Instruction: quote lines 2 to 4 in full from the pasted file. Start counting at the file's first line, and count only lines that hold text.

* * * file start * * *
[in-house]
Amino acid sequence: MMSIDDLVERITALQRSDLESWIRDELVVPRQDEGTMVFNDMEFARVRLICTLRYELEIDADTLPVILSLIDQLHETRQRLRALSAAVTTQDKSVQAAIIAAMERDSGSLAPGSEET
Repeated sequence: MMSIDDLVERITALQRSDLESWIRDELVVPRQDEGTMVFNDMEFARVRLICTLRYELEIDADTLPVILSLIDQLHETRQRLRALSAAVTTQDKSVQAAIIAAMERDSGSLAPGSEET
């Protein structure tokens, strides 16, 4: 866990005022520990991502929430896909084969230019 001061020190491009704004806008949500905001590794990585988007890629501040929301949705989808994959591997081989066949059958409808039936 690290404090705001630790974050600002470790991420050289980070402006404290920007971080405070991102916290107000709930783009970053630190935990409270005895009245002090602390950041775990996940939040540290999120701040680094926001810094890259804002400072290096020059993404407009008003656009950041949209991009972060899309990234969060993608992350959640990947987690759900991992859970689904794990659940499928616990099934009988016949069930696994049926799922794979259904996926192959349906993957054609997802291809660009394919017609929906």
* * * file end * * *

Amino acid sequence: MMSIDDLVERITALQRSDLESWIRDELVVPRQDEGTMVFNDMEFARVRLICTLRYELEIDADTLPVILSLIDQLHETRQRLRALSAAVTTQDKSVQAAIIAAMERDSGSLAPGSEET
Repeated sequence: MMSIDDLVERITALQRSDLESWIRDELVVPRQDEGTMVFNDMEFARVRLICTLRYELEIDADTLPVILSLIDQLHETRQRLRALSAAVTTQDKSVQAAIIAAMERDSGSLAPGSEET
């Protein structure tokens, strides 16, 4: 866990005022520990991502929430896909084969230019 001061020190491009704004806008949500905001590794990585988007890629501040929301949705989808994959591997081989066949059958409808039936 690290404090705001630790974050600002470790991420050289980070402006404290920007971080405070991102916290107000709930783009970053630190935990409270005895009245002090602390950041775990996940939040540290999120701040680094926001810094890259804002400072290096020059993404407009008003656009950041949209991009972060899309990234969060993608992350959640990947987690759900991992859970689904794990659940499928616990099934009988016949069930696994049926799922794979259904996926192959349906993957054609997802291809660009394919017609929906």